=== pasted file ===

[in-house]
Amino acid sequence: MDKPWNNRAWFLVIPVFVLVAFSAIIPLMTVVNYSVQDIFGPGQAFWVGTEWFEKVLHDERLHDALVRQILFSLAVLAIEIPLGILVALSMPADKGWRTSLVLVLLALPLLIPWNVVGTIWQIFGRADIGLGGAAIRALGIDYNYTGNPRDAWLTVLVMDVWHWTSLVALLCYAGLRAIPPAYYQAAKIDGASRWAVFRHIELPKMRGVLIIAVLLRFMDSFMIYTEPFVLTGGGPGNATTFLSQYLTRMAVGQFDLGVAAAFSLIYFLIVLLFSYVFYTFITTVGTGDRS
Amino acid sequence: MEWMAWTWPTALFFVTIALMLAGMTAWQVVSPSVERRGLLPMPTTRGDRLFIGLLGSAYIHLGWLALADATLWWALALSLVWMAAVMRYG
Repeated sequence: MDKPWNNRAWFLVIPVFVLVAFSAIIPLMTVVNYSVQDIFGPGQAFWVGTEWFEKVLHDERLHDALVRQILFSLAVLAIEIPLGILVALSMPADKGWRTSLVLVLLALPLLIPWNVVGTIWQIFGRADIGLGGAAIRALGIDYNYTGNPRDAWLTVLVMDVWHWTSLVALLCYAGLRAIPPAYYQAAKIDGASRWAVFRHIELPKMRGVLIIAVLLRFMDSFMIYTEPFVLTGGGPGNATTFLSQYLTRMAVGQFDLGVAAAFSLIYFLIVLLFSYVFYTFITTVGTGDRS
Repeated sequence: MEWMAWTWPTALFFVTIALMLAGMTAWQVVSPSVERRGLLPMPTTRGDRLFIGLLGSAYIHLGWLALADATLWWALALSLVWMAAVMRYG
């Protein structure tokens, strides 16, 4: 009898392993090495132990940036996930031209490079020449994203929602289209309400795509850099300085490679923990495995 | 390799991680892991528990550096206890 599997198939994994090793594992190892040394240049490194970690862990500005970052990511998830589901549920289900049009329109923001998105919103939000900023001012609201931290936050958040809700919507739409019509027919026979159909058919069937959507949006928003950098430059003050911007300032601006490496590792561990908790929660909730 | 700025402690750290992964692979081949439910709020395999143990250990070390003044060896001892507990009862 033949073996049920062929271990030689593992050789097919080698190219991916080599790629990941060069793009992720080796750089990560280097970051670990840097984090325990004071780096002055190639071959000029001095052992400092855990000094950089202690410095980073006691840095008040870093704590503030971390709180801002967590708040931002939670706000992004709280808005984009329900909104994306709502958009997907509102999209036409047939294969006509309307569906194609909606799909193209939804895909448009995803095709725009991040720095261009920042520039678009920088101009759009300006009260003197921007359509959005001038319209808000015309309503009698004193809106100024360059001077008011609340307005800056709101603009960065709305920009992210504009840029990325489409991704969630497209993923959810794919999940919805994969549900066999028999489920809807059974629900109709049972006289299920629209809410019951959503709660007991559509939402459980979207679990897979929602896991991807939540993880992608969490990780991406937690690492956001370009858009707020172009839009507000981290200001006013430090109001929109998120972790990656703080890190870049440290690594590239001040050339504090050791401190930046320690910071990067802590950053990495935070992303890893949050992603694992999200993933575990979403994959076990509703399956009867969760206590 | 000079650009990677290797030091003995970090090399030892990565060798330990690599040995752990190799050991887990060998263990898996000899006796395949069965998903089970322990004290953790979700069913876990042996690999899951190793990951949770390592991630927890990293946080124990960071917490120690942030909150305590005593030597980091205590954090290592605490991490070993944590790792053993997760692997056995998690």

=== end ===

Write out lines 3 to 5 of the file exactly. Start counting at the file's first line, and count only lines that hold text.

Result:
Amino acid sequence: MEWMAWTWPTALFFVTIALMLAGMTAWQVVSPSVERRGLLPMPTTRGDRLFIGLLGSAYIHLGWLALADATLWWALALSLVWMAAVMRYG
Repeated sequence: MDKPWNNRAWFLVIPVFVLVAFSAIIPLMTVVNYSVQDIFGPGQAFWVGTEWFEKVLHDERLHDALVRQILFSLAVLAIEIPLGILVALSMPADKGWRTSLVLVLLALPLLIPWNVVGTIWQIFGRADIGLGGAAIRALGIDYNYTGNPRDAWLTVLVMDVWHWTSLVALLCYAGLRAIPPAYYQAAKIDGASRWAVFRHIELPKMRGVLIIAVLLRFMDSFMIYTEPFVLTGGGPGNATTFLSQYLTRMAVGQFDLGVAAAFSLIYFLIVLLFSYVFYTFITTVGTGDRS
Repeated sequence: MEWMAWTWPTALFFVTIALMLAGMTAWQVVSPSVERRGLLPMPTTRGDRLFIGLLGSAYIHLGWLALADATLWWALALSLVWMAAVMRYG